SINGAPORE - When a new Argentinian government came to power in 2016, it tried to cancel two dam projects for environmental reasons.
The China Development Bank (CDB), one of three Chinese banks financing the projects, threatened to cancel a railway project that would carry Argentina's agricultural goods to Chile's Pacific ports if the dam projects were abandoned.
In the end, Argentina decided to go ahead with building the dams.
The CDB had invoked a loan clause that allowed it to stop loans in one project if the borrower should default on or cancel another - in the Argentinian case, the attempt to cancel two dam projects.
This cross-cancellation clause is one of several unconventional ways used by Chinese lenders to manage risks of their loans overseas, said a new study on China's international lending programme.
The practice of suspending or cancelling multiple projects with a debtor is used by multilateral institutions to protect lenders' finances and ensure that public funds do not continue to support failed projects or poor policy outcomes.
However, the CDB has used a similar practice as a security device for its loans and as a way to protect China's other interests in the borrowing country, noted the study.
This and other practices, such as Chinese lenders prohibiting borrowing countries from restructuring Chinese loans on equal terms and in coordination with other creditors, complicate debt relief efforts in countries under financial distress, say the researchers.
In addition, the restrictions that Chinese lenders place on debt transparency through broad confidentiality clauses make it difficult for citizens and other creditors to hold the borrowing governments accountable, they add.
The study titled "How China Lends", released on Wednesday (March 31), looks at 100 Chinese loan contracts with foreign governments in 24 countries and benchmarks them against 142 contracts that countries have with other major lenders.
It involves researchers from AidData, a research lab at the College of William and Mary, the Peterson Institute for International Economics, the Centre for Global Development, and the Kiel Institute for the World Economy.
It comes at a time when China has become the world's largest official creditor, with direct loans and trade credits to more than 150 countries amounting to US$1.5 trillion (S$2 trillion), according to some estimates.
Chinese foreign lending has burgeoned from 2010 and particularly from 2014 as China's Belt and Road Initiative (BRI) to build infrastructure in developing countries, launched in 2013, took off.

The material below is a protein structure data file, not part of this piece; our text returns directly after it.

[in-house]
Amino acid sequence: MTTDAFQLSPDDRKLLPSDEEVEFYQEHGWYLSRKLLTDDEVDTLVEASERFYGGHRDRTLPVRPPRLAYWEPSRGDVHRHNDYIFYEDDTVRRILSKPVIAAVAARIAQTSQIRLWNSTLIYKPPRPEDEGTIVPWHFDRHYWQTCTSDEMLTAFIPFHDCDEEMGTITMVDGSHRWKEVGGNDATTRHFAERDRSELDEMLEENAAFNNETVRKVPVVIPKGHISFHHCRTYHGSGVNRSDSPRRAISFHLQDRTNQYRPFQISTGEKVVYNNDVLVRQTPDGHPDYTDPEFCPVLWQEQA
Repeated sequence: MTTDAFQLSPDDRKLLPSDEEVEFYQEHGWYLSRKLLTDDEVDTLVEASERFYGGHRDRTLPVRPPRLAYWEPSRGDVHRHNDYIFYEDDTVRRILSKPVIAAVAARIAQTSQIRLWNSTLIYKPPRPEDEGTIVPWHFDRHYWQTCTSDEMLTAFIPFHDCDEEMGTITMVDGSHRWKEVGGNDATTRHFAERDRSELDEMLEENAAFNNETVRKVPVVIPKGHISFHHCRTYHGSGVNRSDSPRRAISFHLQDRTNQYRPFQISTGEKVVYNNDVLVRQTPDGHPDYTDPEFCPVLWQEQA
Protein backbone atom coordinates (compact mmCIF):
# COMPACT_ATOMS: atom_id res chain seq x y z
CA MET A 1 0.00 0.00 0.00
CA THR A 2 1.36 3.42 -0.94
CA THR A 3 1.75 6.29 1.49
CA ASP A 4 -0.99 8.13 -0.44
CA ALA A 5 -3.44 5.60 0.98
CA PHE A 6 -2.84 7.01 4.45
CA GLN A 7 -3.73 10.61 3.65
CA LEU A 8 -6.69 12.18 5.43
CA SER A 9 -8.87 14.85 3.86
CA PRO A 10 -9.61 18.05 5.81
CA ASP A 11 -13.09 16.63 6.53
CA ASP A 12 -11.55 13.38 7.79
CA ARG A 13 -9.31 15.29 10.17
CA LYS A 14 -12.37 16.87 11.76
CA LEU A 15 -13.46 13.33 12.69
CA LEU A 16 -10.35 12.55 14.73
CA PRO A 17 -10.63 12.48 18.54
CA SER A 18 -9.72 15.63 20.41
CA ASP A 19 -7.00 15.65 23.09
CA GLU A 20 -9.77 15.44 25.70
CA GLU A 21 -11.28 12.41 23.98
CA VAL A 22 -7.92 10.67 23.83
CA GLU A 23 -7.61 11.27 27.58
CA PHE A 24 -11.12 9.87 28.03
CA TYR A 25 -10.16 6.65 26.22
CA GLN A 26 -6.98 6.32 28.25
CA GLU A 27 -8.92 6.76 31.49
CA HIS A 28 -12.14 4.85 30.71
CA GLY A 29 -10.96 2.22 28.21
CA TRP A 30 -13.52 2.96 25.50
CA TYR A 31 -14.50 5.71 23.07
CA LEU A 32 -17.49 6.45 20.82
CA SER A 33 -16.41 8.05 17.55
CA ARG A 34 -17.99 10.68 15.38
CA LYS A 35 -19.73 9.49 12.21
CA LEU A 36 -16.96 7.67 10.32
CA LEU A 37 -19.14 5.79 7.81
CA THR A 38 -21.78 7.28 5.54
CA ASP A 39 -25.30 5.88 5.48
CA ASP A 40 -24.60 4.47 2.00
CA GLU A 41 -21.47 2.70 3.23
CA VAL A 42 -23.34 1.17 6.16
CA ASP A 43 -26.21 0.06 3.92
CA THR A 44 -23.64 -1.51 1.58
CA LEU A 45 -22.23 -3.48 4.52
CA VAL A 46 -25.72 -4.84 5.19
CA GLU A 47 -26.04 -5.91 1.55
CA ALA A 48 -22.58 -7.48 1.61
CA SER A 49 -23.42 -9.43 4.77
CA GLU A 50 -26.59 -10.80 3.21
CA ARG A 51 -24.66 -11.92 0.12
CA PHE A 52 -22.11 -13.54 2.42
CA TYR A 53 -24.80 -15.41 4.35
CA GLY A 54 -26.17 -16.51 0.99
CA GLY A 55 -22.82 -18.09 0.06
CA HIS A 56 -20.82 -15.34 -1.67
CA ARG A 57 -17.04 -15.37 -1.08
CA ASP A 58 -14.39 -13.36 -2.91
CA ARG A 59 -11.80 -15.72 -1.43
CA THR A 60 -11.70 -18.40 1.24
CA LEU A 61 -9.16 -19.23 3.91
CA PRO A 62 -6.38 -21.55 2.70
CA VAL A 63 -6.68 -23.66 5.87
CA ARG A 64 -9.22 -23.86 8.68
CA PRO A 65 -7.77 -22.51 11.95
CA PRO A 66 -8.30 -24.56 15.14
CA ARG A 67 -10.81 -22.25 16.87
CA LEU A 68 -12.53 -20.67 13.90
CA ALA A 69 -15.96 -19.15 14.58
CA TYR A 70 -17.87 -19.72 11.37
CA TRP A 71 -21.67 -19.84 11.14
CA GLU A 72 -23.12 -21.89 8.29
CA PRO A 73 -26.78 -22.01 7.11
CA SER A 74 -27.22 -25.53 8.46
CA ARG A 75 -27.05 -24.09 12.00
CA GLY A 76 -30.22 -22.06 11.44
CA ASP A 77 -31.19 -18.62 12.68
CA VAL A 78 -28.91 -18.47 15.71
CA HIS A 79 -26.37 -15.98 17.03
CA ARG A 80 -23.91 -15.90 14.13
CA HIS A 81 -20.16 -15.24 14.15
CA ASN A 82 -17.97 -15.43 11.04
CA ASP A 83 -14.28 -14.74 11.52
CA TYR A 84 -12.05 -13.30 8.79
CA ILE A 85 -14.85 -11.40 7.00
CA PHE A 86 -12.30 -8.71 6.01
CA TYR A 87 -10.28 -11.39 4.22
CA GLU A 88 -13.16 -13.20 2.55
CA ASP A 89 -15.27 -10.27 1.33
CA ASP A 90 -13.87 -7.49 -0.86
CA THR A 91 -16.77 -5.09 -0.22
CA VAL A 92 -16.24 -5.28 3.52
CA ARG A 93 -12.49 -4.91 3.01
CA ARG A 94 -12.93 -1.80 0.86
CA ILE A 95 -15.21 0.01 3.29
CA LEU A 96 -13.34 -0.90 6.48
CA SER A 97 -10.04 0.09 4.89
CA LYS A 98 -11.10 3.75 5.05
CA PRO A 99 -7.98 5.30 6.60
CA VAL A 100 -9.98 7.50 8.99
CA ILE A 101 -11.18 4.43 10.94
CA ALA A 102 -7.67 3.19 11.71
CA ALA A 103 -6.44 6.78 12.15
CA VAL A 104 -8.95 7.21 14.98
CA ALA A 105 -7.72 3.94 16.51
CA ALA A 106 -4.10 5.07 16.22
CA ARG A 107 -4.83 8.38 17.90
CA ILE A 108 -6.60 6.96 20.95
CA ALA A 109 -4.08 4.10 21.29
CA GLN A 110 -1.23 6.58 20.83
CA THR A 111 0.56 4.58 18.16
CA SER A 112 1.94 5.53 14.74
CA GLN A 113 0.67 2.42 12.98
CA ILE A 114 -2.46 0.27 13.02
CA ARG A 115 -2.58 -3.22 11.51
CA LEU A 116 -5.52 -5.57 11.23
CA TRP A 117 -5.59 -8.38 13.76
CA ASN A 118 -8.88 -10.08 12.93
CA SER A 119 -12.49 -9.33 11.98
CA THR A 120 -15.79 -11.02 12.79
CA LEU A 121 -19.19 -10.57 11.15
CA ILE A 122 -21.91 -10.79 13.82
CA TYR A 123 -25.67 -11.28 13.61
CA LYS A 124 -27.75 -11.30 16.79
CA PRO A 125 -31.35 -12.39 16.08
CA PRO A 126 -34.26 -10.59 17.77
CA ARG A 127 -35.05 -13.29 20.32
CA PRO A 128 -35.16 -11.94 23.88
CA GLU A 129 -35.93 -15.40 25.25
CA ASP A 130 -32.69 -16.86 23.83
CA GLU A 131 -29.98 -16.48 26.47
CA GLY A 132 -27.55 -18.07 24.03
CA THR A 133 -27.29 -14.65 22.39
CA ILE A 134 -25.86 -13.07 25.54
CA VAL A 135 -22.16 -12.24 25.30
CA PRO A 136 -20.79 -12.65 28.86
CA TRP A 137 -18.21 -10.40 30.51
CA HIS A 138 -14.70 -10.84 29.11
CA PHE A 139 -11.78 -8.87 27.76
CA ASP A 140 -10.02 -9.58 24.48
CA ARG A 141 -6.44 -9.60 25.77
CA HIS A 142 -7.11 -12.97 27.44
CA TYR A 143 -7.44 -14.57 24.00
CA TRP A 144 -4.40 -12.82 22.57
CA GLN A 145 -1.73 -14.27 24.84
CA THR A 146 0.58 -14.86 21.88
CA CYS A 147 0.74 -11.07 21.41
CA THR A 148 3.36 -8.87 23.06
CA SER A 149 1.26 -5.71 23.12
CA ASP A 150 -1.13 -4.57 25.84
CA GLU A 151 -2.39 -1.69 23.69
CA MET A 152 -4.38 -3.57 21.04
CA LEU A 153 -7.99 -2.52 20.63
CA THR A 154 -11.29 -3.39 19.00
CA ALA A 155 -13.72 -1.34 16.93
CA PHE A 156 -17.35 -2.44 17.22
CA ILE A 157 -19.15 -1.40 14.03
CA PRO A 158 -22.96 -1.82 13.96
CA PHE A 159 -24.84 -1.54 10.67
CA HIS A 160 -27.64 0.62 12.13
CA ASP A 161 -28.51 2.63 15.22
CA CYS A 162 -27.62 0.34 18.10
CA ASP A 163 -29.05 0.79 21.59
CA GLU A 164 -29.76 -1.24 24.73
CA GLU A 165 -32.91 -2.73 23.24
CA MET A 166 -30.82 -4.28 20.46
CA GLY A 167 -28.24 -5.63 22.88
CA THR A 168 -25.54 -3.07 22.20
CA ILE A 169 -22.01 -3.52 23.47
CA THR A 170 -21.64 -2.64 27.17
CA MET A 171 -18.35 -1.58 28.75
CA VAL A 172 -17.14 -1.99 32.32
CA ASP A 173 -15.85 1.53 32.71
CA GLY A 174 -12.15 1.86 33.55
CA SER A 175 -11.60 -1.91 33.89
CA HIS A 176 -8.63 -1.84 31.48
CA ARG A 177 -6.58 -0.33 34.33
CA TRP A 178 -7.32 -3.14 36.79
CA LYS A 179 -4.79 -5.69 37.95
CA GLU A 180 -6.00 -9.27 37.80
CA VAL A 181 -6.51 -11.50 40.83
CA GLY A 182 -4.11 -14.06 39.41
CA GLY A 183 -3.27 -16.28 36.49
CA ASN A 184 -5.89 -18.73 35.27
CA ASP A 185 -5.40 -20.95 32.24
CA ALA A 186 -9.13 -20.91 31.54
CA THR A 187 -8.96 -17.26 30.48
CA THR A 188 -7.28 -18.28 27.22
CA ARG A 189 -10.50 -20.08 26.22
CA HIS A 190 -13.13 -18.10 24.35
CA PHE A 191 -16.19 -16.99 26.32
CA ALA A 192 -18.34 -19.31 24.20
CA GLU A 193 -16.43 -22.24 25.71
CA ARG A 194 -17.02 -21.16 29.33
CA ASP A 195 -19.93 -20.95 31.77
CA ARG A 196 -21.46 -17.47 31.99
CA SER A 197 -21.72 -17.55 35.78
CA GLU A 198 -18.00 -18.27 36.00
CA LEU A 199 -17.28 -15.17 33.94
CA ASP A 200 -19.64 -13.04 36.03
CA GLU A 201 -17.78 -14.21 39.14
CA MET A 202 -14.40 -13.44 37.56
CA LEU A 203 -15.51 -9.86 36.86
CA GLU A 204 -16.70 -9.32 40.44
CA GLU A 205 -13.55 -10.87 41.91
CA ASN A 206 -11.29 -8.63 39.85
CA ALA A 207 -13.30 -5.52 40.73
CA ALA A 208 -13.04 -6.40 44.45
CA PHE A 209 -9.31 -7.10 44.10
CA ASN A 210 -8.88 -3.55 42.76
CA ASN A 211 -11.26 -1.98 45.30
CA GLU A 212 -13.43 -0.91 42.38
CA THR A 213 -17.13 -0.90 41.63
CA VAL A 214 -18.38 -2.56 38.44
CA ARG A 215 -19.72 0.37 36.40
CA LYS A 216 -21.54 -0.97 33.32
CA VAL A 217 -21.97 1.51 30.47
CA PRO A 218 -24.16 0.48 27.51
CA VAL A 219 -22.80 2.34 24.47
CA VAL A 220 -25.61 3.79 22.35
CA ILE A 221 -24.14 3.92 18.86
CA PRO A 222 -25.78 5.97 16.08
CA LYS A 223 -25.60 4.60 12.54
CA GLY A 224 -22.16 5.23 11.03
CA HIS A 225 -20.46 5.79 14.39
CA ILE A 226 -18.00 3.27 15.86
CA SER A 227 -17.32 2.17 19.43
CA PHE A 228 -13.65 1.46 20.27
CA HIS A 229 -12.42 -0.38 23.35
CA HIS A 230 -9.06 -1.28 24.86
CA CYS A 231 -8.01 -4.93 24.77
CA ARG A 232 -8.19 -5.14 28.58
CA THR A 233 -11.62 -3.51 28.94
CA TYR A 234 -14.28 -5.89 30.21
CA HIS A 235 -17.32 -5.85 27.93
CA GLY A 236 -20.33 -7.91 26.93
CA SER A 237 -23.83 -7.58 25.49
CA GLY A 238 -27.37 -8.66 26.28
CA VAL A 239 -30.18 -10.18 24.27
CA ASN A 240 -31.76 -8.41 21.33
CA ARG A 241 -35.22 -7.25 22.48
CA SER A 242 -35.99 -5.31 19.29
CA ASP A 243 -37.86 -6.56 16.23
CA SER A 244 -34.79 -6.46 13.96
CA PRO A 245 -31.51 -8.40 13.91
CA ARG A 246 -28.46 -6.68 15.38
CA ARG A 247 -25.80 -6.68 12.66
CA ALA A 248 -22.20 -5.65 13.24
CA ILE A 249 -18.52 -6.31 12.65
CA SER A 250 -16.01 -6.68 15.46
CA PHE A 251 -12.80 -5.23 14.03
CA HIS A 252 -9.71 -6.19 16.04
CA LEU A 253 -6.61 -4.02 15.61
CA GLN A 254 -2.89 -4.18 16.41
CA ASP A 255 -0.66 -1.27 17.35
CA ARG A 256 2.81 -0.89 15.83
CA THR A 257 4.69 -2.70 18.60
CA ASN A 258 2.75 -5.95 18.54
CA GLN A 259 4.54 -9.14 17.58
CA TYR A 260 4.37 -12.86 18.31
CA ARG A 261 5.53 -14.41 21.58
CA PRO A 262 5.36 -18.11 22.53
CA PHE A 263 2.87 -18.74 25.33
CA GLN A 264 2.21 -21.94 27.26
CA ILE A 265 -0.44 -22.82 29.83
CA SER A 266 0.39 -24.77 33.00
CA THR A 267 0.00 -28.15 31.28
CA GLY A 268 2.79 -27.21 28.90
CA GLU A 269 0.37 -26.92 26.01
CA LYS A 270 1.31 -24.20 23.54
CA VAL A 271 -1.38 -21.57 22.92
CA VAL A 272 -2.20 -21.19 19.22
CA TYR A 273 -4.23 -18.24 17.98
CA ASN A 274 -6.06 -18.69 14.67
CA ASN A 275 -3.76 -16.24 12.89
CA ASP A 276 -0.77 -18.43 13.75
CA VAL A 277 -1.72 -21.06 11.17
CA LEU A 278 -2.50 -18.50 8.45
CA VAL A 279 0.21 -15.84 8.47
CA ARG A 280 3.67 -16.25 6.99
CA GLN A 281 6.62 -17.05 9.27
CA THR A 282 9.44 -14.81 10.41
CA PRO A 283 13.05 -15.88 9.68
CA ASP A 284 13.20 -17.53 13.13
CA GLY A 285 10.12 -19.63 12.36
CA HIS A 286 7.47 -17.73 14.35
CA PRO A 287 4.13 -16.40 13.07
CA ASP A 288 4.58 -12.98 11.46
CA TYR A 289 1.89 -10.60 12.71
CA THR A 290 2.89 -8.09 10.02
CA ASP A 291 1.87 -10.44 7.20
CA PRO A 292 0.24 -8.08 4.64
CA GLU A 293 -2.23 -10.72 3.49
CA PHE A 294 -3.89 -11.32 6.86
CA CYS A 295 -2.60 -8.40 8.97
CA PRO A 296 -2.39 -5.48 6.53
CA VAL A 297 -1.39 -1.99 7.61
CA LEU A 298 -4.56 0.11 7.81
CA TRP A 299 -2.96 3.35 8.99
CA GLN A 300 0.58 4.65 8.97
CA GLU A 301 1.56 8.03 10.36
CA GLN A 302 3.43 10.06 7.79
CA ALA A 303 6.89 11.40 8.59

Dr Bradley Parks, the executive director of AidData, explained that as China suffered from domestic overproduction of industrial inputs such as cement and steel, it needed to find buyers for the excess. It therefore offered relatively cheap credit for overseas infrastructure projects that relied heavily on these Chinese products.
One of the unusual features of Chinese contracts is that they contain provisions that position Chinese state-owned banks as senior creditors whose loans should be repaid on a priority basis.
Nearly a third of the contracts required borrowing countries to maintain significant cash balances in bank or escrow accounts. These informal collateral arrangements put Chinese lenders at the forefront of the repayment line as the lenders can simply dip into these accounts to collect unpaid debts.
China's contracts also give it broad latitude to cancel loans or accelerate repayment if it disagrees with a borrower's policies. For example, CDB treats termination of diplomatic relations with China as "an event of default".
Expansive cross-default and cross-cancellation provisions provide Chinese lenders with more leverage over borrowers and other creditors than previously understood, the study noted.
Although some of these contractual conditions are challenging to borrowers, there are states that are willing to borrow from China.
This is because development projects that these loans support can generate significant economic benefits, noted Dr Parks.
An evaluation of 4,300 Chinese government-financed development projects in 138 countries by Dr Parks and his colleagues showed that these projects generate substantial economic growth dividends for host countries. For an average country, the receipt of an additional such project increased economic growth by 0.41 percentage point two years after the financial commitment, he noted.
In some cases, countries with bad credit ratings borrow from China because they cannot access large loans elsewhere, he added.
With the Covid-19 pandemic causing financial strain to many developing countries, the Group of 20 last year came up with a common framework for debt restructuring.
China, a G-20 member, had repeatedly objected to portions of the debt relief plans but its Ministry of Finance officials recently signalled a willingness to cooperate through the framework.
However, the "How China Lends" report suggests there is a disconnect between the recent announcements and the actual debt contracts that are being issued by Chinese banks, said Dr Parks.
"Only time will tell if Beijing's rhetoric will eventually come into alignment with its lending behaviour," he said.